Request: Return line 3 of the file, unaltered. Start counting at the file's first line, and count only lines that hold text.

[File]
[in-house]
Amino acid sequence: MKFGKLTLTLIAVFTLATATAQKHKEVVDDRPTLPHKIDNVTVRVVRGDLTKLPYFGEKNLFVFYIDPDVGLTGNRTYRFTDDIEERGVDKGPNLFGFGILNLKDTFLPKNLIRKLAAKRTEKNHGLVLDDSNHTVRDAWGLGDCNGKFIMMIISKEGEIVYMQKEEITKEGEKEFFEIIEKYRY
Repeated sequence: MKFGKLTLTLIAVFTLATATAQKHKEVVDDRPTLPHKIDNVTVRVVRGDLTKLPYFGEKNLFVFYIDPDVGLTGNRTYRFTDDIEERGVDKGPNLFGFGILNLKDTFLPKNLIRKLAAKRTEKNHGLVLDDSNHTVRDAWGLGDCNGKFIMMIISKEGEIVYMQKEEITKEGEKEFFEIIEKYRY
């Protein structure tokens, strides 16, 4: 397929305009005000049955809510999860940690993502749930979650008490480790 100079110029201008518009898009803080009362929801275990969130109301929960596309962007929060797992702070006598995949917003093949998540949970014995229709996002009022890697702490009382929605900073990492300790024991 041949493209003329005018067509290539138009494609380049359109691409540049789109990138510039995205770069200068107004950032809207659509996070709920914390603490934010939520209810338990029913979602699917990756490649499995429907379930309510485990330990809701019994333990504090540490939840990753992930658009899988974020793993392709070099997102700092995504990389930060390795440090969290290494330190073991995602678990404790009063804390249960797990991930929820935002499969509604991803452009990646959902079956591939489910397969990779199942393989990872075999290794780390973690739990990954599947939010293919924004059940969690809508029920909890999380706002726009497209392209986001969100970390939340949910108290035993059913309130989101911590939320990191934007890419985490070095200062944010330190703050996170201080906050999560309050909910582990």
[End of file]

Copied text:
Repeated sequence: MKFGKLTLTLIAVFTLATATAQKHKEVVDDRPTLPHKIDNVTVRVVRGDLTKLPYFGEKNLFVFYIDPDVGLTGNRTYRFTDDIEERGVDKGPNLFGFGILNLKDTFLPKNLIRKLAAKRTEKNHGLVLDDSNHTVRDAWGLGDCNGKFIMMIISKEGEIVYMQKEEITKEGEKEFFEIIEKYRY